The fist test was not successful, because the MWC stability mode was not stabile enough for the test and the smartphone mounting was too flexible too see the copter movements early enough. Therefore a DJI Naza was ordered but took some time for delivery (more than a month). This flight control is really stable and adequate for the experiment. To handle the flexible mounting the copter is picked up in traditional manner with a direct sight to it. After a touch down it can more easily becontrolled via fpv.
The test was successful so far. Even with the not really great O2 net connection it is full controllable but also with a delay on the video transmission at about 0.1 up to 1/4 sec. This is also the reason to use a really stable copter at stable flight mode.
Imagine what is possible with a 4G (LTE) connection and an optimized copter that can stay for an hour or more in the air.
- Full HD video RX/TX with LTE
- Multicopter with more than one hour flighttime
I worked on my 3G data link based FPV car with the Android Smartphone. Improved the following things
- Wide angle lense
- “4 channel” RC transmitter for control input generation
- Automatic reconnect function on both sides, Smartphone and Laptop
The first thing is an optional lense to get view angel of nearly 90 degres. That helps a lot to navigate and control a vehicle with first person view. Another effect is, that the cam gets more light from the environment and that improves also the speed of dark-bright adaption.
The second thing was to find something with which it is easier to control a vehicle than with the mouse pad. An old remote from an xufo is used for that. To get the stick positions an Arduino reads the potentiometer values and send it via FTDI interface to the laptop.
The last was, to improve the software on Smartphone and Laptop a bit. The main thing was to introduce a detection if connection is lost on both sides. If this is the case, the smartphone software try to reconnect and the laptop software informs the user that connection is lost and wait for a new connection.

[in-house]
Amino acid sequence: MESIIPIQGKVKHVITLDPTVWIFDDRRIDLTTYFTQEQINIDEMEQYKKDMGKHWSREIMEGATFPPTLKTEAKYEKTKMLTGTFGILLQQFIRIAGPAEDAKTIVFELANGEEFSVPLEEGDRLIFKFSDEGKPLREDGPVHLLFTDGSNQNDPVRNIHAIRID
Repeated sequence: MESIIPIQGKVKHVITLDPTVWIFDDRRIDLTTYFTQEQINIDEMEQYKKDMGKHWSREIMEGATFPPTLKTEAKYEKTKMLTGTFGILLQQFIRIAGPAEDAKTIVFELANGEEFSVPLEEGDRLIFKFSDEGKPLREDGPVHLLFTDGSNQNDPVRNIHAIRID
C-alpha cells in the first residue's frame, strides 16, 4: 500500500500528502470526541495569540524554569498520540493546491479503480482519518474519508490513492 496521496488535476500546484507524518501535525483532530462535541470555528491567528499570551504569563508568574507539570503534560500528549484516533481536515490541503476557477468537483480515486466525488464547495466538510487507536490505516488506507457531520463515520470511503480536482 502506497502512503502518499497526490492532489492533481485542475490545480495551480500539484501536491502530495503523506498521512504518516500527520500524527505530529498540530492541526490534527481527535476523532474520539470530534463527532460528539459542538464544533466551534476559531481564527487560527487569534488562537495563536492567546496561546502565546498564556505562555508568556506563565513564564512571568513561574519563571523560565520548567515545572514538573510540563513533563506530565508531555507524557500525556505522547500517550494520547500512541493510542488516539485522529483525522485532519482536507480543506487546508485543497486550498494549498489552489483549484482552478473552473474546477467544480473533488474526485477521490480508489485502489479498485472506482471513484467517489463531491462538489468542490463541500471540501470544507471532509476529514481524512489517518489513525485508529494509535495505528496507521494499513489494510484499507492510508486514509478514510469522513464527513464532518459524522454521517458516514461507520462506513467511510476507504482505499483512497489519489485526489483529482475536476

Now the car is much more controllable, even with a poor 3G data link as you can see on the following video:
In the last post the connection between the Android smartphone and an RC Car was established. Now it’s also possible to have a connection from the smartphone to the Internet for both, video streaming and remote controlling (RC). Both is needed for a first person view controlling of a vehicle.
But why controlling a FPV car via Internet? Because theoretically there is no limit about the range except the battery capacity. Normal FPV gear and RC components have without the need of a special radio license in Germany a range about half or one kilometer with clear line of sight between sender and receiver. On ground it’s even less, maybe 100 or 200 meter at best. With a 3G data link it depends on the telecommunication net which is big on most places. That’s the reason for doing a little bit “research” on this topic.
The video can be produced through the on board cam of the smartphone. The cam video can be streamed to the net. I use Skype ™ for this purpose, because it’s fast and easy available for my Galaxy S2 and support video telephony.
The tricky part was the car controlling. I decided to establish the connection from the smartphone to my laptop. This worked well even through the home router. Next part was the protocol. TCP is not the perfect option, because it can be very slow with all the checks in it. UDP is much better, because it doesn’t matter if some of the controlling information don’t reach the car. It’s much more important that – new – controlling information coming fast to the car.
For this the smartphone act as the client. On the laptop site there is a small server software which communicate with the smartphone. This software wait for the initial UDP connection of the smartphone and send after that control information via UDP to the smartphone. The smartphone transmit these information via Bluetooth to the Arduino.
A first test show that this all works together but with a lack of accuracy and some delay.
I think the software part of this approach can be improved for faster and better reactions and also more reliability. This approach also use 3G data link and IPv4. You can imagine how this will be improved if IPv6 and 4G data link is available.